Gene Demby

Gene Demby is the lead blogger for NPR's Code Switch team.

Before coming to NPR, he served as the managing editor for Huffington Post's BlackVoices following its launch. He later covered politics.

Prior to that role he spent six years in various positions at The New York Times. While working for the Times in 2007, he started a blog about race, culture, politics and media called PostBourgie, which won the 2009 Black Weblog Award for Best News/Politics Site.

Demby is an avid runner, mainly because he wants to stay alive long enough to finally see the Sixers and Eagles win championships in their respective sports. You can follow him on Twitter at @GeeDee215.

The young age of Dylann Roof, who's charged with sitting alongside nine black churchgoers for an hour before standing up and shooting them dead, is sure to inspire some head-scratching in the wake of his attack. He's 21, which means he's a millennial, which means he's not supposed to be racist — so the thinking stubbornly (if disingenuously) persists, despite ample research showing that it's just not true.

In his column this week, Charles Blow of The New York Times broke down the difference between "bikers" and "thugs" in the wake of the deadly biker gang shootout in Waco, Texas:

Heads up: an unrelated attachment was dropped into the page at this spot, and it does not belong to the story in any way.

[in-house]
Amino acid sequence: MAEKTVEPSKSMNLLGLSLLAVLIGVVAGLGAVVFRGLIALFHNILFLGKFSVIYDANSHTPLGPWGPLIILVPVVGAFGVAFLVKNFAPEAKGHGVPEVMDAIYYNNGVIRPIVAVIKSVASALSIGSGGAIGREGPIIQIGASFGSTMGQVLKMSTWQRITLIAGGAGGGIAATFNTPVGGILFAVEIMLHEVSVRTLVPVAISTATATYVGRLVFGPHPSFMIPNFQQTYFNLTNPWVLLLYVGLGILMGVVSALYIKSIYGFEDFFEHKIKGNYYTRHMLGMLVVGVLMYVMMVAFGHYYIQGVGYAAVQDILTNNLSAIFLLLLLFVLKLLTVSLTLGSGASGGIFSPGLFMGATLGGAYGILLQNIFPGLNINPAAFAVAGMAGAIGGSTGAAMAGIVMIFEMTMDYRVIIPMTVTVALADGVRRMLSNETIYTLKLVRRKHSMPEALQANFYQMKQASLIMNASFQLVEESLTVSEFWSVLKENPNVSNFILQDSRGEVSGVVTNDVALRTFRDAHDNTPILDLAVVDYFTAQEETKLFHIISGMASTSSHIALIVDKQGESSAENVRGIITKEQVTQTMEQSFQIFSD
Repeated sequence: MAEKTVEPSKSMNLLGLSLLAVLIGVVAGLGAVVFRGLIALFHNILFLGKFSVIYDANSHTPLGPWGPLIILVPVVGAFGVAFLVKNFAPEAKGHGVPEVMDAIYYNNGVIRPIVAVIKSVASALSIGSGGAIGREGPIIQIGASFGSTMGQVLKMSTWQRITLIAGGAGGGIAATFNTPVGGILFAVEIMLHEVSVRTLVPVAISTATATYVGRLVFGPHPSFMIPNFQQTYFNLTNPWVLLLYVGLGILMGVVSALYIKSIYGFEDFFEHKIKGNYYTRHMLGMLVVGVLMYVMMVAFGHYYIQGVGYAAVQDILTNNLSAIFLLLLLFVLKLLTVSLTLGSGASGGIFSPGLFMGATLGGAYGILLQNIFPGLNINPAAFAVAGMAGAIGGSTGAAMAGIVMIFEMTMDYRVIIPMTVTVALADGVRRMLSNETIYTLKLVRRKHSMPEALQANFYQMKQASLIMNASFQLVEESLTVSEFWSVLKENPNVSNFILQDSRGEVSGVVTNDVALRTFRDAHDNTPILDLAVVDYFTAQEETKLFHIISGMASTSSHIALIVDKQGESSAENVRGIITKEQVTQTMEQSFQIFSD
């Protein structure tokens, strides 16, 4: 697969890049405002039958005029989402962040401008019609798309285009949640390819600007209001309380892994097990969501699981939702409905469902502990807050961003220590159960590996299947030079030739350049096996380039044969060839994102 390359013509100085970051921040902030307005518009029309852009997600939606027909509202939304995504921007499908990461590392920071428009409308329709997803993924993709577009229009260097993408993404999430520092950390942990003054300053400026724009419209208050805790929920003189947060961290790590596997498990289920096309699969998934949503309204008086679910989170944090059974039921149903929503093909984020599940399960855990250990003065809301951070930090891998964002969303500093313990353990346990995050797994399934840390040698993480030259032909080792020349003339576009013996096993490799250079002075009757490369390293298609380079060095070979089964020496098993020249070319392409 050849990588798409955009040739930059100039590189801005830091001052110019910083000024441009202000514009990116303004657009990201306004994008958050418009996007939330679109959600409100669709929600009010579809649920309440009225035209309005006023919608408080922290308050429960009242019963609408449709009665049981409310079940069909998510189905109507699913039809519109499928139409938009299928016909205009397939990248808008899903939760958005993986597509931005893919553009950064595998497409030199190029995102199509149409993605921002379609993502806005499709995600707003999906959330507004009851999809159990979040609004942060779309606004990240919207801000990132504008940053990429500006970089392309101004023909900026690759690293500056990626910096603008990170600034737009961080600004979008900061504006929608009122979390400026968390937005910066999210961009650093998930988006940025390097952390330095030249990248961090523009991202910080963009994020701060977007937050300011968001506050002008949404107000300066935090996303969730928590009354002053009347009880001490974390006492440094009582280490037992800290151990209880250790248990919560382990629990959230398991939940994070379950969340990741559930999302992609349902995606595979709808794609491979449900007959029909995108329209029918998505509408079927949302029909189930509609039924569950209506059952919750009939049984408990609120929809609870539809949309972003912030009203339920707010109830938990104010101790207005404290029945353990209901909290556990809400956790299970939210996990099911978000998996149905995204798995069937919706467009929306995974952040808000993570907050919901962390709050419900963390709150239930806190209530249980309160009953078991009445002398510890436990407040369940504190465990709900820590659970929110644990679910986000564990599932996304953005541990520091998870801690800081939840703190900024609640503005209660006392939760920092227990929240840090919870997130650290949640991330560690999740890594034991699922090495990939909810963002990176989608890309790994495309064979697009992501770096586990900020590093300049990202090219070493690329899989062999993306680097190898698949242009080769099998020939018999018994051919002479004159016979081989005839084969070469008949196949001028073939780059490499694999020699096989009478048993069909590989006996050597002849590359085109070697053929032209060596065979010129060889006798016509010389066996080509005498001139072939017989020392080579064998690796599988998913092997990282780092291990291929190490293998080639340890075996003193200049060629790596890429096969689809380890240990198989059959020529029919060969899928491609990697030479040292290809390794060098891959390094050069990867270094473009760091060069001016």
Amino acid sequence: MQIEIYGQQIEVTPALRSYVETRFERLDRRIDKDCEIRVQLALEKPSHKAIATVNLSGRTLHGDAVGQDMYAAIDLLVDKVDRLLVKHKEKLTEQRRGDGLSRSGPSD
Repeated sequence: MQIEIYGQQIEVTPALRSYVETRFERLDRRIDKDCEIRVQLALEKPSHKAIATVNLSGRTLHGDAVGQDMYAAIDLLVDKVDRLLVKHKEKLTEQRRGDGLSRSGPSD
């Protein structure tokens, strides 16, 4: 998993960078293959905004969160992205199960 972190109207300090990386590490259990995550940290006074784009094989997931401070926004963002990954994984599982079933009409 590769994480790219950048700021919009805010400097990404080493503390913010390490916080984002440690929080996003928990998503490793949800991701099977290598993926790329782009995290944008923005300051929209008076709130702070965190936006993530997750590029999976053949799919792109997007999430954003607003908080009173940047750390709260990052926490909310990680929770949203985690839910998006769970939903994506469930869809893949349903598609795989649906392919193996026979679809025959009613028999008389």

Despite the fiery, complicated past of the 6200 block of Osage Avenue in West Philadelphia, Gerald Renfrow is bullish on its future.

He's one to know; he has lived here forever. His parents bought one of the bigger houses on the corner of 62nd and Osage Avenue and he grew up there. When it was time for him to buy his own home, he landed just up the block and raised his own kids there.

Talk to some of the folks who lived through the bombing of 62nd and Osage Avenue in West Philadelphia 30 years ago, and you'll notice that they refer to the event by its full date. May 13, 1985.

New York City's public school system is vast, with more than a million students spread across thousands of schools. And like the city itself, it's remarkably diverse — about 15 percent Asian, just under 30 percent black, about 40 percent Latino, and about 15 percent white, with all sorts of finer shadings of ethnicity, nationality and language in that mix.

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